Site Meter

Wednesday, November 16, 2005

1000 horsepower pony power

Confirming the editors fears of a pony glut making ponies to cheap to meter
and making him (the editors like to play with grammer) fear a plague of ponies,
The Washington Post had to decide today which huge new revelation about the Bush scandal (sorry administration) to give greater play.

The one about how "the chief executives of Exxon Mobil Corp., Chevron Corp. and ConocoPhillips" lied to the senate last week (not that anyone minds given the great jobs they have been doing lateley supplying gasoline at reasonable not to say ridiculously cheap prices).

The "decision by Commerce Chairman Ted Stevens (R-Alaska) not to swear in the executives." Doesn't mean they are out of trouble, because "a person can be fined or imprisoned for up to five years for making "any materially false, fictitious or fraudulent statement or representation" to Congress." The decision does, of course mean that Torture Ted who should be strung up from the bridge to nowhere is an unindictable co conspirator.

I suppose the Post is glad they had that one to bump down the embarrassing revelation that their once hero investigative reporter has been stone-walling Fitzgerald. The new news that the Post won't explain clearly, is that Woodward was told by an official whose name he revealed to the grand jury but won't reveal to the public that "Wilson's wife" worked for the CIA a month before Novak publicly blew her cover.

This new twist doesn't undermine the indictment of Libby, but does guarantee that the investigation will have to continue for months as Fitzgerald tries to decide if Woodward is credible and if the official knew he was blowing a covert agents cover etc etc etc. Given how close Woodward got to the Bush administration by writing "Bush at War" I can see no way to guess who this official might be.

Woodwards credibility is markedly undermined by the fact that, like Judith Miller, he seems only willing to testify about what his notes might mean and claims not to remember what he said and heard. Also "the only Post reporter whom Woodward said he remembers telling in the summer of 2003 does not recall the conversation taking place."

Now I personally think that Woodward has done an excellent job recently, the puffery in "Bush at War" being necessary to get the goods on Bush as published in "Plan of Attack." It is his fault neither that tone counts for more than facts in the national debate, nor that people haven't read "Plan of Attack" so the fact that the path to war was blazed with lies remains news.

However, it is impossible not to note the similarities of Woodward and Miller at the moment.

update: Atrios (of course) has the goods on Woodward on Video on Larry King live on 10/27.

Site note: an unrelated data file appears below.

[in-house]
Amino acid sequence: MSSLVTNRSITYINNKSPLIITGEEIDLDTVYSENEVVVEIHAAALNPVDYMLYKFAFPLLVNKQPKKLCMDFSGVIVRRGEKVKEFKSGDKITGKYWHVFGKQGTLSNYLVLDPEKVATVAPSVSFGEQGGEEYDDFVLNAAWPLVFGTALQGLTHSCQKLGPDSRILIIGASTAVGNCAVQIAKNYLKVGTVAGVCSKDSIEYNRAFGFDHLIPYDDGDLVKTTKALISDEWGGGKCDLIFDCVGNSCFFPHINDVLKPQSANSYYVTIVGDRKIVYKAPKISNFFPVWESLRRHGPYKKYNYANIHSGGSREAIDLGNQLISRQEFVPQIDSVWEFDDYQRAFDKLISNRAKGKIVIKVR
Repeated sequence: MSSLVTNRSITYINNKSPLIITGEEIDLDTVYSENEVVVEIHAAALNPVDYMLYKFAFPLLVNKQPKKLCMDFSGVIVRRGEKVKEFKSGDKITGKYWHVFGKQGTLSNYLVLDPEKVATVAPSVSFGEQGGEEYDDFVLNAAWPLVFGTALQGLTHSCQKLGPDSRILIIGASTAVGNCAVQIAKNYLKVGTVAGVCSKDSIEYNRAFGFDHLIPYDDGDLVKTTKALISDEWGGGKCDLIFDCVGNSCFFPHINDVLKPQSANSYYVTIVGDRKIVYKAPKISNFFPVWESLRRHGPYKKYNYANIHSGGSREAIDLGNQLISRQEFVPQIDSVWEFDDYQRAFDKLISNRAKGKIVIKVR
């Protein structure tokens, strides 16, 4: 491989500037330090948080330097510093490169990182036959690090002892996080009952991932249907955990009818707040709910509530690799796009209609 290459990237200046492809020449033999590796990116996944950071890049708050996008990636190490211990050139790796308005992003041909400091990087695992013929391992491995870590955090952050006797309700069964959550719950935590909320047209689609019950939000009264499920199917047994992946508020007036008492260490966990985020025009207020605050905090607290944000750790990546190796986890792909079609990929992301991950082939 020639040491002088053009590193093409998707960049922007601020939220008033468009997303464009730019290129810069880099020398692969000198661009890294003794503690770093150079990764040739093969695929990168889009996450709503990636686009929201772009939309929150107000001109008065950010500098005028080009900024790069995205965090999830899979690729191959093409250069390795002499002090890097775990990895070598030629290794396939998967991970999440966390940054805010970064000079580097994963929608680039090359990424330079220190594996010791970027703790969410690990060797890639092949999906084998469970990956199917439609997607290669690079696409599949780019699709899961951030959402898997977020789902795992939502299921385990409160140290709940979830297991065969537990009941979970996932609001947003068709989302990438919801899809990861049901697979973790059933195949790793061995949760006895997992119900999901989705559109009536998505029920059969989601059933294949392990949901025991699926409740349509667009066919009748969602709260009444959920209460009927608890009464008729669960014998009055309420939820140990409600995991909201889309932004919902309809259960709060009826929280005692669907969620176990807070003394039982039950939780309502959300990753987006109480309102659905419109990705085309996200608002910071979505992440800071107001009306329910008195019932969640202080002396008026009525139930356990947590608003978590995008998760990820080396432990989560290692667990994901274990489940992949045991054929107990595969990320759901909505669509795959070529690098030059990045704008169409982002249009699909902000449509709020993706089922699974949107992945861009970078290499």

ISIKOFF: [snip]

I talked to a source at the White House late this afternoon who told me that Bob is going to have a bombshell in tomorrow's paper identifying the Mr. X source who is behind the whole thing. So, I don't know, maybe this is Bob's opportunity.

KING: Come clean.

WOODWARD: I wish I did have a bombshell. I don't even have a firecracker. [snip]

Now it is known that Woodward did have a bombshell but was unwilling to drop it. Thus Woodward lied to the public. This is clearly absolutely unacceptable. He could have just said that he wasn't reporting anything in the 10/28 Post then refused to answer when pressed.

Final days ? I doubt it, but it seems to me that if the Post were a serious newspaper they would also have reported today that Woodward was fired yesterday. I'm still grateful for what I leard from "Plan of Attack" but someone who lies to the public is not a journalist.

Later update: I feel like a fool for even considering the possibility that the Washington Post might be a serious newspaper. Josh Marshall quotes from an early edition of the article

from the Post article ...
Woodward's statement said he testified: "I told Walter Pincus, a reporter at The Post, without naming my source, that I understood Wilson's wife worked at the CIA as a WMD analyst."

Pincus said he does not recall Woodward telling him that. In an interview, Pincus said he cannot imagine he would have forgotten such a conversation around the same time he was writing about Wilson.

"Are you kidding?" Pincus said. "I certainly would have remembered that."

I just searched the current Post article. The word "Pincus" doesn't appear. Two Washington Post journalists have conflicting recollections and the Post revealed then supressed the name of one of them. Now it is theoretically possible that Marshall made a mistake and the Post is not hiding relevant facts from its readers. I realise that I find this possibility completely implausible and I trust Josh Marshall incomparably more that I trust the Washington Post.

Sounds like time for a conference on blogger ethics.

No comments: